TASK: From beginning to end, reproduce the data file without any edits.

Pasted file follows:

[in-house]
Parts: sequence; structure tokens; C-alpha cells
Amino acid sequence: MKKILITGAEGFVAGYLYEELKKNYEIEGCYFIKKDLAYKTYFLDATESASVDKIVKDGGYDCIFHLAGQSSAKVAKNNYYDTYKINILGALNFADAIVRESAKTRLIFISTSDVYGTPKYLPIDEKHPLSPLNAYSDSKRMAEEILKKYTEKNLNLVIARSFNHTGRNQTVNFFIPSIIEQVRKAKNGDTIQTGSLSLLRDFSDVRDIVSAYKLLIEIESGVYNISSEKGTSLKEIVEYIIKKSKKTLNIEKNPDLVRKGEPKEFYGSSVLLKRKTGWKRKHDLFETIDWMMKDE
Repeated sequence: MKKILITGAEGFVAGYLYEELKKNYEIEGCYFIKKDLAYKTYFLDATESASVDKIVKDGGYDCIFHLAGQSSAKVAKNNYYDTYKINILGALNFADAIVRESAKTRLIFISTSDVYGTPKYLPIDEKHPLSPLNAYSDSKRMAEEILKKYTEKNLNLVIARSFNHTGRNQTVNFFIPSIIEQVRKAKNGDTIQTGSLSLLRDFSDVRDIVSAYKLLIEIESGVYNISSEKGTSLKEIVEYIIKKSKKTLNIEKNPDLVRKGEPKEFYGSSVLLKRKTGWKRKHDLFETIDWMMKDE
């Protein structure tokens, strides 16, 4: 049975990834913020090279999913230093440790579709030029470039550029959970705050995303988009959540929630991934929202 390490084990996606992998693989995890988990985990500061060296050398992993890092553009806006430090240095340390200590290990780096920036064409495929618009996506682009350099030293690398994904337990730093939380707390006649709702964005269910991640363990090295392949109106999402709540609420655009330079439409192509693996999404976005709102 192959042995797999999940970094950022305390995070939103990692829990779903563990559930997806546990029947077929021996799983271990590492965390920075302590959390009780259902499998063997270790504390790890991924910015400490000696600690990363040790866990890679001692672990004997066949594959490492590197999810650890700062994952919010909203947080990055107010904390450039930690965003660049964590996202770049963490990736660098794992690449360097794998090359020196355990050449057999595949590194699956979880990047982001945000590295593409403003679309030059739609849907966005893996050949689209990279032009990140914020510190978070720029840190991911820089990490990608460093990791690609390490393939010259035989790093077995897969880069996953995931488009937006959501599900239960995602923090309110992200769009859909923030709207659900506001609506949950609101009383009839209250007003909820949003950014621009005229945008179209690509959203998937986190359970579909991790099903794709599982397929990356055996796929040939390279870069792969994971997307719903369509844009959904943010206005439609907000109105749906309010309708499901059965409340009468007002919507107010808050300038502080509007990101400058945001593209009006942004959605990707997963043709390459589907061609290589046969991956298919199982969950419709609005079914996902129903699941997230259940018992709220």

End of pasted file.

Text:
[in-house]
Parts: sequence; structure tokens; C-alpha cells
Amino acid sequence: MKKILITGAEGFVAGYLYEELKKNYEIEGCYFIKKDLAYKTYFLDATESASVDKIVKDGGYDCIFHLAGQSSAKVAKNNYYDTYKINILGALNFADAIVRESAKTRLIFISTSDVYGTPKYLPIDEKHPLSPLNAYSDSKRMAEEILKKYTEKNLNLVIARSFNHTGRNQTVNFFIPSIIEQVRKAKNGDTIQTGSLSLLRDFSDVRDIVSAYKLLIEIESGVYNISSEKGTSLKEIVEYIIKKSKKTLNIEKNPDLVRKGEPKEFYGSSVLLKRKTGWKRKHDLFETIDWMMKDE
Repeated sequence: MKKILITGAEGFVAGYLYEELKKNYEIEGCYFIKKDLAYKTYFLDATESASVDKIVKDGGYDCIFHLAGQSSAKVAKNNYYDTYKINILGALNFADAIVRESAKTRLIFISTSDVYGTPKYLPIDEKHPLSPLNAYSDSKRMAEEILKKYTEKNLNLVIARSFNHTGRNQTVNFFIPSIIEQVRKAKNGDTIQTGSLSLLRDFSDVRDIVSAYKLLIEIESGVYNISSEKGTSLKEIVEYIIKKSKKTLNIEKNPDLVRKGEPKEFYGSSVLLKRKTGWKRKHDLFETIDWMMKDE
């Protein structure tokens, strides 16, 4: 049975990834913020090279999913230093440790579709030029470039550029959970705050995303988009959540929630991934929202 390490084990996606992998693989995890988990985990500061060296050398992993890092553009806006430090240095340390200590290990780096920036064409495929618009996506682009350099030293690398994904337990730093939380707390006649709702964005269910991640363990090295392949109106999402709540609420655009330079439409192509693996999404976005709102 192959042995797999999940970094950022305390995070939103990692829990779903563990559930997806546990029947077929021996799983271990590492965390920075302590959390009780259902499998063997270790504390790890991924910015400490000696600690990363040790866990890679001692672990004997066949594959490492590197999810650890700062994952919010909203947080990055107010904390450039930690965003660049964590996202770049963490990736660098794992690449360097794998090359020196355990050449057999595949590194699956979880990047982001945000590295593409403003679309030059739609849907966005893996050949689209990279032009990140914020510190978070720029840190991911820089990490990608460093990791690609390490393939010259035989790093077995897969880069996953995931488009937006959501599900239960995602923090309110992200769009859909923030709207659900506001609506949950609101009383009839209250007003909820949003950014621009005229945008179209690509959203998937986190359970579909991790099903794709599982397929990356055996796929040939390279870069792969994971997307719903369509844009959904943010206005439609907000109105749906309010309708499901059965409340009468007002919507107010808050300038502080509007990101400058945001593209009006942004959605990707997963043709390459589907061609290589046969991956298919199982969950419709609005079914996902129903699941997230259940018992709220």